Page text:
No Building in America Had Seen More NCAA Basketball Games.

This March, you’ll see 64 screaming coaches, 768 college players, countless bands and cheerleaders, and over 67 games. When the NCAA tournament tips off nationally, Philadelphia’s Palestra will still hold the all-time record.

Located on the University of Pennsylvania Campus, right next to Hutchinson Auditorium, and the home of Philadelphia Big 5 Basketball, The Palestra is home to Penn Quaker’s Basketball, Volleyball, and Wrestling Teams.

The Palestra is the oldest college basketball arena still in use. The “Cathedral of Basketball” as it is known has played host to more games, more visiting teams, and more NCAA tournaments than any other basketball arena in college basketball in the United States.

Photo Courtesy of Wiki Commons

Built in 1927 and named after an ancient greek term for gymnasium, The Palestra’s construction — which holds approximately 8,725 seats — was constructed of a steel-and-concrete “truss system” and is believed to be the first constructed without interior pillars blocking any view in the arena. World renowned for its close-to-the-court seating with the bleachers ending at the floor and with no barrier to separate the fans from the in-game action, The Palestra is one of the best places to see college basketball in the United States.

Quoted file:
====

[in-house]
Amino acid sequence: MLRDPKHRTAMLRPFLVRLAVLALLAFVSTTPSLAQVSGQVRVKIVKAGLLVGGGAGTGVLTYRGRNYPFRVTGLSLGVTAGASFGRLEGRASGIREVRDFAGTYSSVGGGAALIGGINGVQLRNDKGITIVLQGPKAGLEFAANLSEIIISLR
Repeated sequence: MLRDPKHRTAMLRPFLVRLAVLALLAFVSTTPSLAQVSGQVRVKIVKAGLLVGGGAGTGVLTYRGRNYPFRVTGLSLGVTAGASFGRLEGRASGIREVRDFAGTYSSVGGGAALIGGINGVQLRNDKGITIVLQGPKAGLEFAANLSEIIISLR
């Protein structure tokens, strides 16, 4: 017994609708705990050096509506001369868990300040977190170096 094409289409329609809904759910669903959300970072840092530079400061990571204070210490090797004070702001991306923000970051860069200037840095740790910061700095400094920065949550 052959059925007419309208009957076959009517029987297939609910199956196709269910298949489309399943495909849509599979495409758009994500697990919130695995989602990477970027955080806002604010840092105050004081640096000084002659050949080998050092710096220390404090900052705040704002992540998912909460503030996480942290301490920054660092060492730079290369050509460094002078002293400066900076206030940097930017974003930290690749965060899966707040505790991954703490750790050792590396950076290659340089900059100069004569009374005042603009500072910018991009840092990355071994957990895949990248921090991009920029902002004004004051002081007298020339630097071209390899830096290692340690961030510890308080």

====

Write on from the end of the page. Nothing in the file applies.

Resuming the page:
The “birthplace of American College Basketball” has hosted the East Regionals six times, the sub-regionals ten times, and 52 NCAA Tournament games.

During the 1996 PIAA Class AAAA State Eastern Final, the arena saw an amazing performance from one high schooler that led the game with 39 total points and would go on to help his team defeat Cathedral Prep in the State Championship Game.

Photo Courtesy of Wiki Commons

In the year 2000, The Palestra underwent a nearly $2 Million renovation that included some important historical architecture. The building now has a museum celebrating the history of Philadelphia basketball. As you enter the gymnasium — an honor to the St. Joseph’s Hawk mascot which has attended since 1956.

Between sections 210 and 211, a scoreboard honoring the 1971 Villanova and 1979 Penn exhilerating trips to the NCAA Final Four. Another highlights a listing of the Penn-Princeton rivalry.

That high school student who scored 39 points in the State Championship Game? 

You may have heard of him. His name was Kobe Bryant.

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